Although visual search studies have primarily focused on search behavior, concealment behavior is also important in the real world. However, previous studies in this regard are limited in that their findings about search and concealment strategies are restricted to the spatial (two-dimensional) domain. Thus, this study evaluated strategies during three-dimensional and temporal (i.e., spatiotemporal) search and concealment to determine whether participants would indicate where they would hide or find a target in a temporal sequence of items. The items were stacked in an upward (Experiments 1–3) or downward (Experiment 4) direction and three factors were manipulated: scenario (hide vs. seek), partner type (friend vs. foe), and oddball (unique item in the sequence; present vs. absent). Participants in both the hide and seek scenarios frequently selected the oddball for friends but not foes, which suggests that they applied common strategies because the oddball automatically attracts attention and can be readily discovered by friends. Additionally, a principle unique to the spatiotemporal domain was revealed, i.e., when the oddball was absent, participants in both scenarios frequently selected the topmost item of the stacked layer for friends, regardless of temporal order, whereas they selected the first item in the sequence for foes, regardless of the stacked direction. These principles were not affected by visual masking or number of items in the sequence. Taken together, these results suggest that finding and hiding positions in the spatiotemporal domain rely on the presence of salient items and physical accessibility or temporal remoteness, according to partner type.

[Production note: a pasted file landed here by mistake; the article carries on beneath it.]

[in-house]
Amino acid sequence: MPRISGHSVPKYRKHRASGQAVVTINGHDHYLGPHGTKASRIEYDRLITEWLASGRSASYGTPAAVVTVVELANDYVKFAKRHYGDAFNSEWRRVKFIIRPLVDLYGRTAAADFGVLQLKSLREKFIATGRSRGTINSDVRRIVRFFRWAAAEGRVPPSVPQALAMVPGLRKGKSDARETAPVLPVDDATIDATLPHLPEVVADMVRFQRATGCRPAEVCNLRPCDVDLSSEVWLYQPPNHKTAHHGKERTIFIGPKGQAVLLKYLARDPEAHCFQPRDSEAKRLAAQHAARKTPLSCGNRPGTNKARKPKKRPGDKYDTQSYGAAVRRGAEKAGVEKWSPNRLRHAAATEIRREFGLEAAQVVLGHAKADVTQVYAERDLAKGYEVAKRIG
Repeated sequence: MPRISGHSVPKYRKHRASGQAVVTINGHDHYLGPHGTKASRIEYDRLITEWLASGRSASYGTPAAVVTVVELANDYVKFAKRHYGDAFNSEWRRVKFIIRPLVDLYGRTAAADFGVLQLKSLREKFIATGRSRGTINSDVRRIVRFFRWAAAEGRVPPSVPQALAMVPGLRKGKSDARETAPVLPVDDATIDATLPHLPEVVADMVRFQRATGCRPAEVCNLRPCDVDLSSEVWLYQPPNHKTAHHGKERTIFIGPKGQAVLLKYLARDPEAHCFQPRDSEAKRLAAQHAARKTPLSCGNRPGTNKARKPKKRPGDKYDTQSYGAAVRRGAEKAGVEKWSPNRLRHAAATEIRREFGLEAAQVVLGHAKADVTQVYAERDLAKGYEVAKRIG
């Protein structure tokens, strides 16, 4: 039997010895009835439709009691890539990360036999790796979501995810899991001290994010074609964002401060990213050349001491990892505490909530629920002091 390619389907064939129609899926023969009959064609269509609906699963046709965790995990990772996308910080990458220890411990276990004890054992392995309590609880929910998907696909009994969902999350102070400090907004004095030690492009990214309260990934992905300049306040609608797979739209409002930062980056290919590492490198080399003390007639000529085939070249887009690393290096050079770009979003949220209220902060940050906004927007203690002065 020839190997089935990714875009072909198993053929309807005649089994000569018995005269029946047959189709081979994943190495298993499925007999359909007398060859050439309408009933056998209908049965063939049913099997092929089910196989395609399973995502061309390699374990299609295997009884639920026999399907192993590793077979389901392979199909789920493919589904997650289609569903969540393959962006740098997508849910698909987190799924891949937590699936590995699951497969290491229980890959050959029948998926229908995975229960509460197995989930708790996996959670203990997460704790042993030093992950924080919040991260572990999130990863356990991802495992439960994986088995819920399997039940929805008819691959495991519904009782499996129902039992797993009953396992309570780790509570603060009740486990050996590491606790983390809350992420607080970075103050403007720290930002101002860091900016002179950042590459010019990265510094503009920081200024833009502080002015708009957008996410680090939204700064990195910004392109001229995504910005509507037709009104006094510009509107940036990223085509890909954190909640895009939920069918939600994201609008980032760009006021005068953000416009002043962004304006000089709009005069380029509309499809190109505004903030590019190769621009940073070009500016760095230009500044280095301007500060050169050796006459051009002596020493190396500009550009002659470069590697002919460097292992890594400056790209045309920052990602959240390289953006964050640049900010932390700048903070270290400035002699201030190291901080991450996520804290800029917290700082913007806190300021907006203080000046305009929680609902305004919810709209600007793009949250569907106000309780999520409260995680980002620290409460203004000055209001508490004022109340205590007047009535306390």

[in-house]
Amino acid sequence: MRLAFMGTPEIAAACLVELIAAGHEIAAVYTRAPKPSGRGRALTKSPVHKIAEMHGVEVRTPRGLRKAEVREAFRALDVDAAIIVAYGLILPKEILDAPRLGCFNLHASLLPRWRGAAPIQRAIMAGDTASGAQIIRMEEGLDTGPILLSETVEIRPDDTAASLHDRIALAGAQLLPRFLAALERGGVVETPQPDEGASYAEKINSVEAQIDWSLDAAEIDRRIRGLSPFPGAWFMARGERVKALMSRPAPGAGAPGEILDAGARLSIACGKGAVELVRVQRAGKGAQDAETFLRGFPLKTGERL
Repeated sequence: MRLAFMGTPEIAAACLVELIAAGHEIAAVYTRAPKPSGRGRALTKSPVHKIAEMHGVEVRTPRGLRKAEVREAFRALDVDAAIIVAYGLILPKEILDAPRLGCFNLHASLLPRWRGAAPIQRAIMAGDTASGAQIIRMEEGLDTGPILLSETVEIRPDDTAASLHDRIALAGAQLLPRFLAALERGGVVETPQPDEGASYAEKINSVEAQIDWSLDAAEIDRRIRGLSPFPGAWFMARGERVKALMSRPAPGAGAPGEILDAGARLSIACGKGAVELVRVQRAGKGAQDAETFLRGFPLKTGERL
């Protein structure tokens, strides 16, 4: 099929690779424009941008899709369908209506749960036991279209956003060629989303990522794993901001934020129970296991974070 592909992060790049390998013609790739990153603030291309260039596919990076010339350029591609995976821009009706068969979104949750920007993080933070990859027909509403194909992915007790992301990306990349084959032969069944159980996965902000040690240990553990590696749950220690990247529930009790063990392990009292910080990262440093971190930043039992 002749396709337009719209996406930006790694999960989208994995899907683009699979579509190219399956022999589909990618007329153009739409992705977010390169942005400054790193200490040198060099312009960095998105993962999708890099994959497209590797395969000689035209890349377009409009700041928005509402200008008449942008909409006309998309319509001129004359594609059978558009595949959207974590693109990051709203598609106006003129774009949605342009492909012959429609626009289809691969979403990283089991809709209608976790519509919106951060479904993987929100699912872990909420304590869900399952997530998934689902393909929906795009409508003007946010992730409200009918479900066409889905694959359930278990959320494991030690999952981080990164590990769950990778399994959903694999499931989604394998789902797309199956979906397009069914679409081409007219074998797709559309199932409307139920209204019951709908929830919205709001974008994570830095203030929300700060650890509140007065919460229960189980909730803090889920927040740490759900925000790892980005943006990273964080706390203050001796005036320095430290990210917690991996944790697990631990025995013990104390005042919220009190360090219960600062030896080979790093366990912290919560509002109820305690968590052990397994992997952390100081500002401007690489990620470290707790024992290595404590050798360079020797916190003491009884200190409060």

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We would like to thank Rie Kitade for help with data collection. This study was supported by Grants-in-Aid for Scientific Research from the Japan Society for the Promotion of Science (17H02648) to JK and Grant-in-Aid for JSPS Fellows from the Japan Society for the Promotion of Science (17J04401) to MI.
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Because previous studies have only focused on the spatial factors involved in search and concealment, the present study evaluated strategies for finding and hiding in the spatiotemporal domain. We identified a principle unique to the spatiotemporal domain, in which observers selected targets based on physical accessibility in a cooperative situation and on temporal remoteness in an uncooperative situation. This finding indicates that search and concealment strategies dramatically differ depending on the social context. The present study was the first to reveal that different mechanisms underlie search and concealment in the spatiotemporal domain versus the spatial domain.
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Ito, M., Kawahara, J. Search and concealment strategies in the spatiotemporal domain. Atten Percept Psychophys (2020). https://doi.org/10.3758/s13414-020-01976-6
- Visual search
- Finding and hiding strategies
- Spatiotemporal domain